McDonald, James Alexander

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James Alexander McDonald

1687, Private, 59th Australian Imperial Force
Died of wounds, 6 October 1918, aged 40
Buried at Tincourt New British Cemetery, France

CWGC registered (Son of Thomas and Margaret McDonald; husband of Martha McDonald, of 10, Winllan Avenue, West Shore, Llandudno, Wales. Born at Belfast, Ireland)


James Alexander McDonald, the son of Thomas McDonald and his wife Margaret, was born in Belfast on 22 July 1878. The first known census return for the family dated March 1901 recorded that it lived at Castle Street in Dundalk, Co Louth, both Thomas and James McDonald being recorded as builders. James McDonald married Martha Hughes (b 1880, Llandudno), the sister of Daniel Hughes (qv) at Llanrhos Parish Church on 20 February 1911. James gave his address as Iona Castle Road, Dundalk. The Census of Ireland for the same year records the couple living at Castle Street in Dundalk with James’ parents. James and Martha McDonald emigrated to Australia; their son Claude Melbourne Alexander was born in Melbourne on 27 July 1912, followed by their daughter Mary Victoria on 19 July 1914. The electoral roll of 1915 indicates that the family lived at 362 St. Kilda Road, South Melbourne; James was employed as a carpenter.

On 28 July 1915, James McDonald joined the Australian Imperial Force at Melbourne with a service number of 1687. He served in a number of local units until being transferred to the 59th Battalion 1st Reinforcements at Broadmeadows on 31 March 1916. He sailed for Suez on HMAT A-17 Port Lincoln, disembarking on 10 June 1916. He embarked from Alexandria on 2 August 1916 on the SS Franconia, disembarking at Marseilles on 8 August. He arrived in England on 21 August.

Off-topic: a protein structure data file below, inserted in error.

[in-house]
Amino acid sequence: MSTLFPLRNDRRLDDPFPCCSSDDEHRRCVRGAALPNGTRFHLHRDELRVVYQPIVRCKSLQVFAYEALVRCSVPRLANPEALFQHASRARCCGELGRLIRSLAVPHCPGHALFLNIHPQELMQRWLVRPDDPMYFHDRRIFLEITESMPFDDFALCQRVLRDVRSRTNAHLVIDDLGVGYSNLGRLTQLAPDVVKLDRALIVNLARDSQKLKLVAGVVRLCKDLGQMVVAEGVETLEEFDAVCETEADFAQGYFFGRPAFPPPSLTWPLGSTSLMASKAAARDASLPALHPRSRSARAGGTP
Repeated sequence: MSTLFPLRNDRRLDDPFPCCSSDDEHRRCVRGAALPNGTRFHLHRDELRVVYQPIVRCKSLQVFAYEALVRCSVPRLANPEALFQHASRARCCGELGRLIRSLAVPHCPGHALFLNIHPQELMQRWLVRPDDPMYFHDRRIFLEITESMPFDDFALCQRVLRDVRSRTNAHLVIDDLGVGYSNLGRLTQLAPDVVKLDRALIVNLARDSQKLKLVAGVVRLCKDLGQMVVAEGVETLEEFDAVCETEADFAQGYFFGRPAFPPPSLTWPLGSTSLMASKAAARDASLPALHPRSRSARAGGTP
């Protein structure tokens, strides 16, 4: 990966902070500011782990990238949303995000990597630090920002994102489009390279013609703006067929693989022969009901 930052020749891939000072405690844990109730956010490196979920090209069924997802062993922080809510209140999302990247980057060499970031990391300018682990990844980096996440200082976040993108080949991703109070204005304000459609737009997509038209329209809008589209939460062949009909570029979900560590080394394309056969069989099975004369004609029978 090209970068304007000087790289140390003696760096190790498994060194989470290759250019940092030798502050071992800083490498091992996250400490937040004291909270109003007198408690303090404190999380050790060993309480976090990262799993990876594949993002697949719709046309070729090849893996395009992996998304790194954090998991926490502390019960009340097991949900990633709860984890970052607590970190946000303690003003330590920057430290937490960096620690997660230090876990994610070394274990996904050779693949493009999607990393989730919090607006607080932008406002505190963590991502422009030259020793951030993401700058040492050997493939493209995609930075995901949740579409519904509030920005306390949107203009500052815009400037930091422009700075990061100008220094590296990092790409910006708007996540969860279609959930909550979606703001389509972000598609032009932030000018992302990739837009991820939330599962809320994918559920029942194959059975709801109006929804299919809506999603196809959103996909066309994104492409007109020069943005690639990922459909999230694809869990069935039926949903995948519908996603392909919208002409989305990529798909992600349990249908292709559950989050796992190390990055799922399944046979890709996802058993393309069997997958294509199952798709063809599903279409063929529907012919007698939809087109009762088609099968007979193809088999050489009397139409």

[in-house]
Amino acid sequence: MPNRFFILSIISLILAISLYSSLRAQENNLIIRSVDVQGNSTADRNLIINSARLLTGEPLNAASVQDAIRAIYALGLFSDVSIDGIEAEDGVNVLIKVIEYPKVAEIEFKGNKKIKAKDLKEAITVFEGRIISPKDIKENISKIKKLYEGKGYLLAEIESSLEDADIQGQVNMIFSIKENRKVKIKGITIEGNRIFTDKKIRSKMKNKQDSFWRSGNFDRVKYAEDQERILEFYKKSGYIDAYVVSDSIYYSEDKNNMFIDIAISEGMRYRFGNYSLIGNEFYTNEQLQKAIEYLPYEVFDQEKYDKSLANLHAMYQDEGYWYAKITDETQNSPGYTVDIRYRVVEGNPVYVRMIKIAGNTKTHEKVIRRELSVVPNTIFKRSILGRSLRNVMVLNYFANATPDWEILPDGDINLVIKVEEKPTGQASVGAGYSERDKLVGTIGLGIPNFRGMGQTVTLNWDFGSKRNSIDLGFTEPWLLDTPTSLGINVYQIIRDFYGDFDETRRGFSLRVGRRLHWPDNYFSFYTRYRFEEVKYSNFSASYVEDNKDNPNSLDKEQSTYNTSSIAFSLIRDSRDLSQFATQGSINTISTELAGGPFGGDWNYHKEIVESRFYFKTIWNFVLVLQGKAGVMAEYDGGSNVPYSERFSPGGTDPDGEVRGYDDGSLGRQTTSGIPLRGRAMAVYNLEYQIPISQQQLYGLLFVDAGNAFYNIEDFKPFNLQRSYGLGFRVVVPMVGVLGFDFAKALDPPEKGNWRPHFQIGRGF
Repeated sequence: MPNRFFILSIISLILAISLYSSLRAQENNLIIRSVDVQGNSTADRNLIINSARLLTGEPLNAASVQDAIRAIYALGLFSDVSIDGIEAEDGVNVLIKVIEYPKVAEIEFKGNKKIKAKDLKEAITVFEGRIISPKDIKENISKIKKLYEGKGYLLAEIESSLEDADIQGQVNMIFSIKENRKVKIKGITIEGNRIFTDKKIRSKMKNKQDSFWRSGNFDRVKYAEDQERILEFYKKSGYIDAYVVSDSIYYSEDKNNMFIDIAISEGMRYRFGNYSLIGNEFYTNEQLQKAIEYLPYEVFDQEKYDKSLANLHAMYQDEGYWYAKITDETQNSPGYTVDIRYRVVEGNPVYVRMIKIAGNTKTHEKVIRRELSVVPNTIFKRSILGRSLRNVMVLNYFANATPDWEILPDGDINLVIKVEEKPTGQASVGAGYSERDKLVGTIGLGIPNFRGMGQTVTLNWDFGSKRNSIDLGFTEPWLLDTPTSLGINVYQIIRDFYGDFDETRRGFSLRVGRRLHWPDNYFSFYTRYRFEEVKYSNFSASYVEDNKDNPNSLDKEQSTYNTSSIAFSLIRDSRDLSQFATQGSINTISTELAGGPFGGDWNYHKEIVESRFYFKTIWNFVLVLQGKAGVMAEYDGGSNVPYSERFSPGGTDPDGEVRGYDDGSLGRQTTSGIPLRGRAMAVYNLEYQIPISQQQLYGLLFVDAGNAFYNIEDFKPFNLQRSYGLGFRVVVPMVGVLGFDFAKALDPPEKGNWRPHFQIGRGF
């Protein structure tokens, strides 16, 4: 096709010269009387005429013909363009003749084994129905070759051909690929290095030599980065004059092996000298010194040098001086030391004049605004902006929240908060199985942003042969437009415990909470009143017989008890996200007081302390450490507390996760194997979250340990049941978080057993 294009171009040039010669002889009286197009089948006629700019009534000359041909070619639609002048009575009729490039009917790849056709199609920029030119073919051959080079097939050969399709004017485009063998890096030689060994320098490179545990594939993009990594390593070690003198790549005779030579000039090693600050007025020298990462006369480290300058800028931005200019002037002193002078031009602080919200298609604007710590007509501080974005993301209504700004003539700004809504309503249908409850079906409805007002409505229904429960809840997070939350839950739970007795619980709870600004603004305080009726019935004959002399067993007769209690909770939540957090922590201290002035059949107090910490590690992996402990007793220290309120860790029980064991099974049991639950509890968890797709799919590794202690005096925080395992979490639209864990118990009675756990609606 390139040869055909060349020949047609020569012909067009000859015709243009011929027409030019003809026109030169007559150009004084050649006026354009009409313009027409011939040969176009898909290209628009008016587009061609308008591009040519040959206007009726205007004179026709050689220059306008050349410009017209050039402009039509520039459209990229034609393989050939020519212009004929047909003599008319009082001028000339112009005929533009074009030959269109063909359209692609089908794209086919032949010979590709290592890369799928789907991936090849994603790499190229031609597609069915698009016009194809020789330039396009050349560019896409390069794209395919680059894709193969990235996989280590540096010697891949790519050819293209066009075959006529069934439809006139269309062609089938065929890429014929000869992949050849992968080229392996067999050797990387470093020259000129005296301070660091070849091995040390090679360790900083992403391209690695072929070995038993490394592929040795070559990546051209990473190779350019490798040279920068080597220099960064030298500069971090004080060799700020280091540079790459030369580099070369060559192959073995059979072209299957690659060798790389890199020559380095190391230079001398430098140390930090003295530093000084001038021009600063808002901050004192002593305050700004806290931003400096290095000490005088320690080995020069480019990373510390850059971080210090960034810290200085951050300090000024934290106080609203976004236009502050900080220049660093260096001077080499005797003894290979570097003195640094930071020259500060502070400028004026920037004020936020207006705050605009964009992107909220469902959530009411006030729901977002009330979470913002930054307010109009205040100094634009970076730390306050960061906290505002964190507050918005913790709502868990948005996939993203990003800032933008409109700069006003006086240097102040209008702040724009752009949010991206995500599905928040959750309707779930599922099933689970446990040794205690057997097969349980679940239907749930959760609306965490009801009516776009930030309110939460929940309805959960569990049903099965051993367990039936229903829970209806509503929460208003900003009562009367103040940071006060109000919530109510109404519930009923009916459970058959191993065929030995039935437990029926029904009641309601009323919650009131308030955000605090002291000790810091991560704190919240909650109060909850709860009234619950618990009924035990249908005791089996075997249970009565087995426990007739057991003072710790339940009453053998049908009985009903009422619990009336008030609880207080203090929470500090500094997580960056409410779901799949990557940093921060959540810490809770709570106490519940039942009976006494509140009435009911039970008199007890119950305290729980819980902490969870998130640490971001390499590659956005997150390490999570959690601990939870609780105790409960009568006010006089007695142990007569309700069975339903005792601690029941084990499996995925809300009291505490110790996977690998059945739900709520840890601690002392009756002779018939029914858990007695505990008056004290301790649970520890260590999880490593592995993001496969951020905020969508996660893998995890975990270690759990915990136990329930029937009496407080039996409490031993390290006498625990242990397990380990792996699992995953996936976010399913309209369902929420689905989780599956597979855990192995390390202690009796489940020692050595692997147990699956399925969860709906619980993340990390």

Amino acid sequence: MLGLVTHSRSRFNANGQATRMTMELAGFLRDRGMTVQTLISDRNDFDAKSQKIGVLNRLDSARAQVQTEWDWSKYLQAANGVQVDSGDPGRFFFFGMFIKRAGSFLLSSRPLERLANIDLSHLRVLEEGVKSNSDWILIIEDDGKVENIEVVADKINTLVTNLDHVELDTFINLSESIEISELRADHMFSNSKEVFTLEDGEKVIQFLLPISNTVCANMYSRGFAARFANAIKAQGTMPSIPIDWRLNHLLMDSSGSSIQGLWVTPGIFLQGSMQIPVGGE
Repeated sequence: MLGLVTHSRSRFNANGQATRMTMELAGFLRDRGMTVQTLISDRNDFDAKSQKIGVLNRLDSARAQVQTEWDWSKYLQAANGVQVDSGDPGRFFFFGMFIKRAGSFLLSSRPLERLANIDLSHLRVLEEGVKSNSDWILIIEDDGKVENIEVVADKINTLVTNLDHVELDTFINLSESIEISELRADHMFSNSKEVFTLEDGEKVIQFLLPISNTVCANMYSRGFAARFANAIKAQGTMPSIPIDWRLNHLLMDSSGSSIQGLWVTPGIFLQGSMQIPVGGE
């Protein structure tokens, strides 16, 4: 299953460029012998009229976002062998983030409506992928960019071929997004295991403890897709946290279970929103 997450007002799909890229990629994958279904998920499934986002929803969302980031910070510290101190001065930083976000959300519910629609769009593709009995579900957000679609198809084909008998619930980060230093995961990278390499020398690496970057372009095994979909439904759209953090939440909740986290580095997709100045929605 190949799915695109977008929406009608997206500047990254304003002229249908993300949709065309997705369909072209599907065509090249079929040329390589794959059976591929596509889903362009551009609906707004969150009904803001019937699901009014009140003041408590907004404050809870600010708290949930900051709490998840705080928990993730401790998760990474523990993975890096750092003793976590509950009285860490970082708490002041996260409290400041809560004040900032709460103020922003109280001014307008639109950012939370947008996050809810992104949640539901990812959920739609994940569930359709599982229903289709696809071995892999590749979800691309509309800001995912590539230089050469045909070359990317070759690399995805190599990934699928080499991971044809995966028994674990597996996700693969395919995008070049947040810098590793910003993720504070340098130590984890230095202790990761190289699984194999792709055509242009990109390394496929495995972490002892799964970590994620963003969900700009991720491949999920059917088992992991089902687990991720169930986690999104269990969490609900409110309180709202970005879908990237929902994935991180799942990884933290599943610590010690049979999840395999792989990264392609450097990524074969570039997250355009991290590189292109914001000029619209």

At this time, Martha and the two children were returning from Australia. Having sailed from Sydney on the SS Malwa, they arrived at London on 8 September 1916 and took residence at 10 Winllan Avenue, Llandudno.

On 11 November 1916, James McDonald sailed from Folkestone to France on the SS Golden Eagle, joining the 5th Australian Division Base Depot at Étaples the following day. He joined the 60th Battalion AIF on 2 December 1916. His daughter Margaret D McDonald was born in 1917. When James made a will in June 1917, his family’s address was given as “Ty Aildro”, Hill Terrace, Llandudno. James spent two weeks on leave to the UK in January 1918 and was transferred to the 59th Battalion AIF on 25 September 1918, only to receive gunshot wounds to the abdomen and left foot four days later during the Battle of St. Quentin Canal.

On 7 October 1918, James Alexander McDonald died of his wounds aged 40 at 12 Casualty Clearing Station, Tincourt. He was buried following day at Tincourt New British Cemetery; the funeral being led by the Rev H Griffiths.

Known memorials:

  • Llandudno Roll of Honour
  • Llandudno War Memorial
  • Memorial Chapel, Holy Trinity Church, Llandudno
  • English Presbyterian Church, Llandudno
  • Ireland, Casualties of the Great War
  • Melbourne Shrine of Remembrance

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